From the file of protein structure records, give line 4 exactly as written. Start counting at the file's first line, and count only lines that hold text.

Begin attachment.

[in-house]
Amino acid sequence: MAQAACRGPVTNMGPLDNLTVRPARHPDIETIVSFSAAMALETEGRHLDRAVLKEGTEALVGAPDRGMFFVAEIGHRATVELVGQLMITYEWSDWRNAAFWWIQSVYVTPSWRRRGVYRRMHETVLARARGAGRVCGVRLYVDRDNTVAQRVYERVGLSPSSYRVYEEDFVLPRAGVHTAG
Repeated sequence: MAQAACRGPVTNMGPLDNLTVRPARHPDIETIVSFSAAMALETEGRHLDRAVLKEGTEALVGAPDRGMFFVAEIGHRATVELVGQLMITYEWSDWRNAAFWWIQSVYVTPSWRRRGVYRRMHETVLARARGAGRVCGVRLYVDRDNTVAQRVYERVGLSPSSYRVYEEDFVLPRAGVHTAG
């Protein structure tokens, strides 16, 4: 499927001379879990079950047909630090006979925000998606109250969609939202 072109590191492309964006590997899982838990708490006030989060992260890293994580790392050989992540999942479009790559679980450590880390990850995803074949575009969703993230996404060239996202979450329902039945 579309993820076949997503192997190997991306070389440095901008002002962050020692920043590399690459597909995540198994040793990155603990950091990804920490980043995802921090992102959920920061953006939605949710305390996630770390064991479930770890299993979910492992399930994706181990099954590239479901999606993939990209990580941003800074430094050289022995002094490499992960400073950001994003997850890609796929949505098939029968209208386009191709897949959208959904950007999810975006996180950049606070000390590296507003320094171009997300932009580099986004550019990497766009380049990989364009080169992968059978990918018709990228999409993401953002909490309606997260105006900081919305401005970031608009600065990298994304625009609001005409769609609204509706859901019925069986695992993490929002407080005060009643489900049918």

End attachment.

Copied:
């Protein structure tokens, strides 16, 4: 499927001379879990079950047909630090006979925000998606109250969609939202 072109590191492309964006590997899982838990708490006030989060992260890293994580790392050989992540999942479009790559679980450590880390990850995803074949575009969703993230996404060239996202979450329902039945 579309993820076949997503192997190997991306070389440095901008002002962050020692920043590399690459597909995540198994040793990155603990950091990804920490980043995802921090992102959920920061953006939605949710305390996630770390064991479930770890299993979910492992399930994706181990099954590239479901999606993939990209990580941003800074430094050289022995002094490499992960400073950001994003997850890609796929949505098939029968209208386009191709897949959208959904950007999810975006996180950049606070000390590296507003320094171009997300932009580099986004550019990497766009380049990989364009080169992968059978990918018709990228999409993401953002909490309606997260105006900081919305401005970031608009600065990298994304625009609001005409769609609204509706859901019925069986695992993490929002407080005060009643489900049918």